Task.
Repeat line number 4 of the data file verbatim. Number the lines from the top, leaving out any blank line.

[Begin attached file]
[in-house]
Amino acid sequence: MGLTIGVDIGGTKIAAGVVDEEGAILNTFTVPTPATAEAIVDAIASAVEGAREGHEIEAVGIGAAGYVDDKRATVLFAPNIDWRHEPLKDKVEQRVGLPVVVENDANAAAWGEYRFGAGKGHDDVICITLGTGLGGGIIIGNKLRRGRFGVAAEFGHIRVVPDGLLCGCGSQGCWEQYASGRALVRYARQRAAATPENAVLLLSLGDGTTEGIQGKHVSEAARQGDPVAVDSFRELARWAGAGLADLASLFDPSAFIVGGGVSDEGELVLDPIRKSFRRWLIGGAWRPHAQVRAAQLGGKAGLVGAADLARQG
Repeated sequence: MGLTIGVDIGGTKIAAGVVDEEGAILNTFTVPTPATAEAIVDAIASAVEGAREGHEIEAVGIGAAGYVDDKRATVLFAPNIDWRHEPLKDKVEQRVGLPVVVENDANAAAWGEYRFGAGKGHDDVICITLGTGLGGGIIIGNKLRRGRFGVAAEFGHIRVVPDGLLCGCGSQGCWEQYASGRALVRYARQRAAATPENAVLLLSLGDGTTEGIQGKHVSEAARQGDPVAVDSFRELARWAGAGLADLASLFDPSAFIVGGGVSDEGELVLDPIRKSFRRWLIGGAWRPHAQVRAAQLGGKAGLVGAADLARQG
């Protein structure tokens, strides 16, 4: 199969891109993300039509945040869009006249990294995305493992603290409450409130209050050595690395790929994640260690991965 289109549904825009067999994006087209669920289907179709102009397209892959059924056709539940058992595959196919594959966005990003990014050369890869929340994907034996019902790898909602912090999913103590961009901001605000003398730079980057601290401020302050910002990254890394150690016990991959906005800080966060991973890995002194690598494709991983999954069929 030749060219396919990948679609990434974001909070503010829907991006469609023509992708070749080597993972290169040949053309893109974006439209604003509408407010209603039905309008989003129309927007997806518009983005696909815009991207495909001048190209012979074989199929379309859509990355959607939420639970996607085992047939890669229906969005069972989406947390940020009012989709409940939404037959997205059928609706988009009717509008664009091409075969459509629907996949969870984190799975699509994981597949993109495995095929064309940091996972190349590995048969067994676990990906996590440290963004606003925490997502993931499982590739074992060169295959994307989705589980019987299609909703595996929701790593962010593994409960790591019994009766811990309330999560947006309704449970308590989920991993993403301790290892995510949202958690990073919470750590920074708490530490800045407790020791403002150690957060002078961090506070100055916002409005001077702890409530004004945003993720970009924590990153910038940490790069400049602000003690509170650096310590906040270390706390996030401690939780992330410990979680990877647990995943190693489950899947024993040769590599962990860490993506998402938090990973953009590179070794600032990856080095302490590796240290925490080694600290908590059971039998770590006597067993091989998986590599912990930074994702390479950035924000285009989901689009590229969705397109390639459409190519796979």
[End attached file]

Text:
């Protein structure tokens, strides 16, 4: 199969891109993300039509945040869009006249990294995305493992603290409450409130209050050595690395790929994640260690991965 289109549904825009067999994006087209669920289907179709102009397209892959059924056709539940058992595959196919594959966005990003990014050369890869929340994907034996019902790898909602912090999913103590961009901001605000003398730079980057601290401020302050910002990254890394150690016990991959906005800080966060991973890995002194690598494709991983999954069929 030749060219396919990948679609990434974001909070503010829907991006469609023509992708070749080597993972290169040949053309893109974006439209604003509408407010209603039905309008989003129309927007997806518009983005696909815009991207495909001048190209012979074989199929379309859509990355959607939420639970996607085992047939890669229906969005069972989406947390940020009012989709409940939404037959997205059928609706988009009717509008664009091409075969459509629907996949969870984190799975699509994981597949993109495995095929064309940091996972190349590995048969067994676990990906996590440290963004606003925490997502993931499982590739074992060169295959994307989705589980019987299609909703595996929701790593962010593994409960790591019994009766811990309330999560947006309704449970308590989920991993993403301790290892995510949202958690990073919470750590920074708490530490800045407790020791403002150690957060002078961090506070100055916002409005001077702890409530004004945003993720970009924590990153910038940490790069400049602000003690509170650096310590906040270390706390996030401690939780992330410990979680990877647990995943190693489950899947024993040769590599962990860490993506998402938090990973953009590179070794600032990856080095302490590796240290925490080694600290908590059971039998770590006597067993091989998986590599912990930074994702390479950035924000285009989901689009590229969705397109390639459409190519796979």